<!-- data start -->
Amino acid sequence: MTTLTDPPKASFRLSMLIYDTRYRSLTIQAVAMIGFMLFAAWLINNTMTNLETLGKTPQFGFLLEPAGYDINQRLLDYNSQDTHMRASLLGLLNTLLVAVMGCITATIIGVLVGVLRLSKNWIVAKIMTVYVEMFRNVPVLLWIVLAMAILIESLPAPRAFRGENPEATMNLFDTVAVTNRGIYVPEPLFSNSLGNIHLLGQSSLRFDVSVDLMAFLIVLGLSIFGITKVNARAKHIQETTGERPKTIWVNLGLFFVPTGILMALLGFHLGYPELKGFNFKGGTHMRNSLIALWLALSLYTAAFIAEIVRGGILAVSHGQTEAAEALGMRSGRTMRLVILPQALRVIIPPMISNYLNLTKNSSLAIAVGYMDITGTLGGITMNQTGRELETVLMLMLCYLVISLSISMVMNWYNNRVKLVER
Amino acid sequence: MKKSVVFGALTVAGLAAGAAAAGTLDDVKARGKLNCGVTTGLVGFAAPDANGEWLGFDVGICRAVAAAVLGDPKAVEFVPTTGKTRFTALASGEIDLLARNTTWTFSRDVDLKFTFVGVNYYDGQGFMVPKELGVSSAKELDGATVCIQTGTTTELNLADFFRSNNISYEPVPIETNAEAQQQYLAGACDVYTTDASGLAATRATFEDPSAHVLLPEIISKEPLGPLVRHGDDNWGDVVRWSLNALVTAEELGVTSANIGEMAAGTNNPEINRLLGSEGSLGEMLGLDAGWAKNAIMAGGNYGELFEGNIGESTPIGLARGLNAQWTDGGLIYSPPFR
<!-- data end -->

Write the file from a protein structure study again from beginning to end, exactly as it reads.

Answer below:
Amino acid sequence: MTTLTDPPKASFRLSMLIYDTRYRSLTIQAVAMIGFMLFAAWLINNTMTNLETLGKTPQFGFLLEPAGYDINQRLLDYNSQDTHMRASLLGLLNTLLVAVMGCITATIIGVLVGVLRLSKNWIVAKIMTVYVEMFRNVPVLLWIVLAMAILIESLPAPRAFRGENPEATMNLFDTVAVTNRGIYVPEPLFSNSLGNIHLLGQSSLRFDVSVDLMAFLIVLGLSIFGITKVNARAKHIQETTGERPKTIWVNLGLFFVPTGILMALLGFHLGYPELKGFNFKGGTHMRNSLIALWLALSLYTAAFIAEIVRGGILAVSHGQTEAAEALGMRSGRTMRLVILPQALRVIIPPMISNYLNLTKNSSLAIAVGYMDITGTLGGITMNQTGRELETVLMLMLCYLVISLSISMVMNWYNNRVKLVER
Amino acid sequence: MKKSVVFGALTVAGLAAGAAAAGTLDDVKARGKLNCGVTTGLVGFAAPDANGEWLGFDVGICRAVAAAVLGDPKAVEFVPTTGKTRFTALASGEIDLLARNTTWTFSRDVDLKFTFVGVNYYDGQGFMVPKELGVSSAKELDGATVCIQTGTTTELNLADFFRSNNISYEPVPIETNAEAQQQYLAGACDVYTTDASGLAATRATFEDPSAHVLLPEIISKEPLGPLVRHGDDNWGDVVRWSLNALVTAEELGVTSANIGEMAAGTNNPEINRLLGSEGSLGEMLGLDAGWAKNAIMAGGNYGELFEGNIGESTPIGLARGLNAQWTDGGLIYSPPFR